Handily proving her proficiency at her profession, Marielle high-stepped across the stage in unison with her troupe, lit by blazing lamps and accompanied by rollicking piano music. She swooshed her skirts and then skipped to the side, executing a perfectly timed moveall while continuing her customary study of the saloon's patrons, both regulars and strangers. Alertness benefitted a dancing girl, Marielle knew. More than once, she'd been forced to duck flying bottles, shimmy away from shattering chairs or retreat to the back of the house to avoid gunfire.
At Jack Murphy's saloon, in peaceable Morrow Creek, such antics were almost unheard of. Certainly, newcomers to town sometimes tested the tranquility of the saloonand the resolve of the townspeople to keep it that waybut those ruffians never got far. Typically, one or more of the brawnier locals stepped in before disagreements could progress to full-on brawls. When that approach failed, Sheriff Caffey and his deputy Winston were available to handle problemsat least notionallybut most of the time, the lawmen's intervention wasn't necessary.
It was a good thing, too. Almost everyone in town knew that Sheriff Caffey and Deputy Winston were too busy enjoying the privileges of their positions to actually work on behalf of their badges. In a less tranquil town, they would have been ousted long ago. But in Morrow Creek, the need for a lawman arrived as infrequently as snow in the low country and lasted about as long. More often than not, the members of the Morrow Creek Men's Club found a way to deal with wrongdoers themselves.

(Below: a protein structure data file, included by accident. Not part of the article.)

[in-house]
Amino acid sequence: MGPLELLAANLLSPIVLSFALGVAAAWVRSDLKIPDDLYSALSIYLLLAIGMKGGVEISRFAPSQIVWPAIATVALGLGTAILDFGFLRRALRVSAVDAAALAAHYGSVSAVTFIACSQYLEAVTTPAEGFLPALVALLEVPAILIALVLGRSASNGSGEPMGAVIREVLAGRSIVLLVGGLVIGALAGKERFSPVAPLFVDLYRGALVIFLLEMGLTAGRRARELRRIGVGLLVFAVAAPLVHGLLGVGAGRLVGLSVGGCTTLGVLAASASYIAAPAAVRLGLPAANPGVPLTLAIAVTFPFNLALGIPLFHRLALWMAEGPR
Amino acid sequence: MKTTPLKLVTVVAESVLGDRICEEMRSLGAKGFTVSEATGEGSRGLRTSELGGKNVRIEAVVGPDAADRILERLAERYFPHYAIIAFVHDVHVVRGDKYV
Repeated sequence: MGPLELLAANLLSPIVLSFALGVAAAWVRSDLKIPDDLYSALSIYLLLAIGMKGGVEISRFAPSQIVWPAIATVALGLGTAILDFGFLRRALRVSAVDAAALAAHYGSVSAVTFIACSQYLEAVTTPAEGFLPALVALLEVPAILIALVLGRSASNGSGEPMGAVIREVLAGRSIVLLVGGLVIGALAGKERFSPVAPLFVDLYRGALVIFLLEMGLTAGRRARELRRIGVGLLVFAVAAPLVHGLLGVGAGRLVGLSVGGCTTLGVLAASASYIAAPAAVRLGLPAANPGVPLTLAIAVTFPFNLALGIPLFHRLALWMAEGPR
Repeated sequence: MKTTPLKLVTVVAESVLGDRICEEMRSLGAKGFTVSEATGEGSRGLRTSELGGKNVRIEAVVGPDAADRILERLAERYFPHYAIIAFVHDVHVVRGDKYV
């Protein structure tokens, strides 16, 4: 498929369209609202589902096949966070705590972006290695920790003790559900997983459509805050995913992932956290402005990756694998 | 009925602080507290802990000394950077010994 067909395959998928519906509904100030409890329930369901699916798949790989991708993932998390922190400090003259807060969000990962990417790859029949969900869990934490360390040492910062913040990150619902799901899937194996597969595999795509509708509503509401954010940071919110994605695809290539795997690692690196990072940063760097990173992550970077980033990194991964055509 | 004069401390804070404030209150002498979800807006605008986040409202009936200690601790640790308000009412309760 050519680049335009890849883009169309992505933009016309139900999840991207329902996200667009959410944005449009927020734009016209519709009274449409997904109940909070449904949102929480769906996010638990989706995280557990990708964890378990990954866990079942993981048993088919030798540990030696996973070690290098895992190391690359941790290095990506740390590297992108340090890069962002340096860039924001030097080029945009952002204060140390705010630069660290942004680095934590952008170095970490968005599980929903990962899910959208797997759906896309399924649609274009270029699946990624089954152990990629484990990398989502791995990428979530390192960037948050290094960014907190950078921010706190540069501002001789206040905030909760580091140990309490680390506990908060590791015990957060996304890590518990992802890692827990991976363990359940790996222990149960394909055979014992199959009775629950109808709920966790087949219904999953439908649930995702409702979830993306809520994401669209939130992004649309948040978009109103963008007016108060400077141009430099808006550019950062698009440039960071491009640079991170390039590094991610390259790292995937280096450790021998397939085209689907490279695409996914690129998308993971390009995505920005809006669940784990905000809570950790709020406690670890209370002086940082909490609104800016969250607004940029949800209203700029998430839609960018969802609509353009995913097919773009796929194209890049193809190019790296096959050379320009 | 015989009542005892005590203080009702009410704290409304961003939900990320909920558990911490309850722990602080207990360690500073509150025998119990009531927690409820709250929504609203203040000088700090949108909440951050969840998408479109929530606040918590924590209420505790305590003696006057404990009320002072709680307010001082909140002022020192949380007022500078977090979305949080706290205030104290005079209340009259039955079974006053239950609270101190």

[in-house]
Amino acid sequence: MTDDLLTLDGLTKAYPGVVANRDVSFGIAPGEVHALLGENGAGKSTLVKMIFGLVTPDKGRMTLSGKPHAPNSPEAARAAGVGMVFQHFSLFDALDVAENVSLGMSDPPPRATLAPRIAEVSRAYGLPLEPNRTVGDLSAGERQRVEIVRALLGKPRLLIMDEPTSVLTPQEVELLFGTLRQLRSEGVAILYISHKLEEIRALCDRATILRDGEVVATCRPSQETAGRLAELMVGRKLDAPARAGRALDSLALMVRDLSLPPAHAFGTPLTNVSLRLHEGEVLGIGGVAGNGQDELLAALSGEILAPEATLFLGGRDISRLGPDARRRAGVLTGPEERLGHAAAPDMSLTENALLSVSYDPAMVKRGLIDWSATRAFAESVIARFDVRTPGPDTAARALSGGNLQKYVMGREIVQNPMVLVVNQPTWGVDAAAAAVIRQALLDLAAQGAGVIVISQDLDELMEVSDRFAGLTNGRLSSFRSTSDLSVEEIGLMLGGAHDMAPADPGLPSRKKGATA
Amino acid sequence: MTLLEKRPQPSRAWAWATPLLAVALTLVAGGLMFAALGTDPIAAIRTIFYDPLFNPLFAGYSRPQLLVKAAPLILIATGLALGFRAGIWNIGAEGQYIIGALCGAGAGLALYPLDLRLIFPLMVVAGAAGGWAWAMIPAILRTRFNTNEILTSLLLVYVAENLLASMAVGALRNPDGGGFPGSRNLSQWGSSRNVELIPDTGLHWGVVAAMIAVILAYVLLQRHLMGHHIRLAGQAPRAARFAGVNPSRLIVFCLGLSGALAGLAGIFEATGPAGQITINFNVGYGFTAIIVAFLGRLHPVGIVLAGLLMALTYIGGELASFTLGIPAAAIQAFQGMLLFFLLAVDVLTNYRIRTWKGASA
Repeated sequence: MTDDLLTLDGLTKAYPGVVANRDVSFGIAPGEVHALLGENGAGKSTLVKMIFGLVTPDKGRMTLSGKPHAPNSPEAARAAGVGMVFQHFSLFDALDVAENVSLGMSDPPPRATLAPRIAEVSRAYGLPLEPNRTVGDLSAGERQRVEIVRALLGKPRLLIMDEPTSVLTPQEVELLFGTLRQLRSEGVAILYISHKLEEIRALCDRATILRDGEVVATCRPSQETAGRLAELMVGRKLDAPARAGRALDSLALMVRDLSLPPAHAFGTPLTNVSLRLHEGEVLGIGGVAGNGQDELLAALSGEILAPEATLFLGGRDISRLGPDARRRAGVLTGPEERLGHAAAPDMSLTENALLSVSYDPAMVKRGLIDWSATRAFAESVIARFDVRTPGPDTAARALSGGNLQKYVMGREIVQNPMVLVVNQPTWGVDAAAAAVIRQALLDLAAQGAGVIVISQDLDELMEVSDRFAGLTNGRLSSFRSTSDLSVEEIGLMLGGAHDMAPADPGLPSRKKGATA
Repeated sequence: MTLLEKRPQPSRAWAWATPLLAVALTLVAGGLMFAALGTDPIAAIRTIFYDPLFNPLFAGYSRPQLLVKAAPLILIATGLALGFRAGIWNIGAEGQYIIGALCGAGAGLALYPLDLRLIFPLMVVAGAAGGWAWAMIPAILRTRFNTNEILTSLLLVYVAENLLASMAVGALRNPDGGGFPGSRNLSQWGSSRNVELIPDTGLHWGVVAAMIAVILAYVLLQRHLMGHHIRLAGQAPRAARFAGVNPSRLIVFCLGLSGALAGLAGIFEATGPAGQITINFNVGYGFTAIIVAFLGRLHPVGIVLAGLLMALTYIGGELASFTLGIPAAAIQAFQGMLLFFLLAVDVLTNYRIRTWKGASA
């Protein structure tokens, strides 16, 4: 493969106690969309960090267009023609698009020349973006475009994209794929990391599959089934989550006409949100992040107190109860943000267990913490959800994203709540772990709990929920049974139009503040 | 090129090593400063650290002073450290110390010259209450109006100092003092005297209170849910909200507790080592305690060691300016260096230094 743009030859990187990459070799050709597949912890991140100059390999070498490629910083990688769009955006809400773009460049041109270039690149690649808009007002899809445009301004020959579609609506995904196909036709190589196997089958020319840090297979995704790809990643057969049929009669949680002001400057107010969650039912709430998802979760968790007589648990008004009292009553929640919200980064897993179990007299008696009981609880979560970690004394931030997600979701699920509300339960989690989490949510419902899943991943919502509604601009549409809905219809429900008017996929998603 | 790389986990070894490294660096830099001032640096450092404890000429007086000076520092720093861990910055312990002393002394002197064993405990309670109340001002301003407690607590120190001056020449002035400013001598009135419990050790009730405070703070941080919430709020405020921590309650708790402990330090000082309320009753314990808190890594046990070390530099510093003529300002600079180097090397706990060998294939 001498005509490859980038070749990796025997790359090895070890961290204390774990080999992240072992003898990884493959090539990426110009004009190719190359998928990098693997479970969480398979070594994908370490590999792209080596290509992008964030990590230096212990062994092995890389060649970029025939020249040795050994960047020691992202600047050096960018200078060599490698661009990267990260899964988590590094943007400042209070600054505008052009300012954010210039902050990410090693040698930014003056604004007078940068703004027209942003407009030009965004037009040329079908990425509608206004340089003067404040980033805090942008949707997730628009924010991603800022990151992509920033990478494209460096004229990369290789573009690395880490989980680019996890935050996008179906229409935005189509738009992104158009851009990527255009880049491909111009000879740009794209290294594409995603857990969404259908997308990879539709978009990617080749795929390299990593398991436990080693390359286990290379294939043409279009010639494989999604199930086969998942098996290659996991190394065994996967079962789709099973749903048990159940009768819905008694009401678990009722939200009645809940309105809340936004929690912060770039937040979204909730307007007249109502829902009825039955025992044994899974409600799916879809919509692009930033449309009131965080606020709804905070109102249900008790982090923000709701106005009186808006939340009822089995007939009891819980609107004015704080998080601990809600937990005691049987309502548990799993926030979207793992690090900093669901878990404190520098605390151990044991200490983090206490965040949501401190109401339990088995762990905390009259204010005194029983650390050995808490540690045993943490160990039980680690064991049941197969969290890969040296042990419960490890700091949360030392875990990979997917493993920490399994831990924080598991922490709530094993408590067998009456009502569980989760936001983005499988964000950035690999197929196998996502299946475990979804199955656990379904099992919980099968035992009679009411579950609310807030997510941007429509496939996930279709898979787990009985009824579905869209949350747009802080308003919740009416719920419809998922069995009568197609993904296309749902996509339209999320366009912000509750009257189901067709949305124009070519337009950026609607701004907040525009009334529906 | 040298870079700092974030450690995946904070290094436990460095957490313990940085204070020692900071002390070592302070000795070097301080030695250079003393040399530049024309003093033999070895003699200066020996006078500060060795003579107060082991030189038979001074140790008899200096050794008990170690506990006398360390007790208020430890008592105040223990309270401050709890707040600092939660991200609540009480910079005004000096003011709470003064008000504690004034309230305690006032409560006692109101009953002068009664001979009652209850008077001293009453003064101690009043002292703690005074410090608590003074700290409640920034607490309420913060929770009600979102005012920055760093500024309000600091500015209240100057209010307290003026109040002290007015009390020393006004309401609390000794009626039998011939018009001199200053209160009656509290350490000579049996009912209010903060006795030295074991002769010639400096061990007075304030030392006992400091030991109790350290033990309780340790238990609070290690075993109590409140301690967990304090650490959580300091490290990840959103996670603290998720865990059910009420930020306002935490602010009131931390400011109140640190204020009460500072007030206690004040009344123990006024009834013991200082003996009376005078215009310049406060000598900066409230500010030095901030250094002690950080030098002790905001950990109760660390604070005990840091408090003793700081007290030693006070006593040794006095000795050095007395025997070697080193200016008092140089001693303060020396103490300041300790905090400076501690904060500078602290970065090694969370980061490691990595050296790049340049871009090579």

Raising her arms and smiling more broadly, Marielle sashayed to the opposite side of the stage, her footsteps perfectly timed with her troupe's. From her new vantage point, she surveyed the men playing cards at a nearby saloon table. As the eldest member of her company, Marielle was responsible for seeing to her fellow dancers' safety. Even as she winked at the audience and then went on dancing, she went on watching, too.
Atop her head, her feathered and spangled headpiece bobbed with her movements, secured to her dark, upswept hair with multiple pins. Around her skipping feet, her costume's fancifully adorned skirts swirled. Her ensemble was of her own design, made for free movement and utmost prettification. It provided flash, flattery andunlike ordinary dressesnecessary if minimal modesty during high-stepping kick routines.
Thanks to her skill with a needle and thread, Marielle augmented her income from dancing quite conveniently. Along with supplying costumes to her hardworking fellow dancers, she also took in ordinary mending, tailoring and other seamstress's work for her neighbors. Between the twoher dancing and her sewingshe'd amassed a sizable nest egg which was undoubtedly providential, given that Marielle had begun feeling a little less excited than usual by the prospect of stepping onstage.
Just once, Marielle imagined, she'd have liked to have gone home at the end of a late evening not smelling of cheroots, Old Orchard and Levin's ale. She'd have liked to have had a more amenable scheduleone that didn't bring her to work at a time when most women were settling around the hearth with their families. She'd have liked to have had a family of her own, for that matter, with children to care for.
She'd have liked not to be required to noticeand deal withthe one dance hall girl in their troupe who was inevitably behaving foolishly.
This time, it was Etta, a girl who was newly arrived from cattle country. Unfortunately, she appeared to have about as much gracefulness and common sense as a dolledup heifer from her hometown. Plainly unaware of the need to retain a certain sensible distance from the saloon's customers, Etta was flirting with one of them instead. Even as their current dance reached its finale, Etta broke routine to pout and pose and toss pantomime kisses at the man while bawdily tossing her skirts.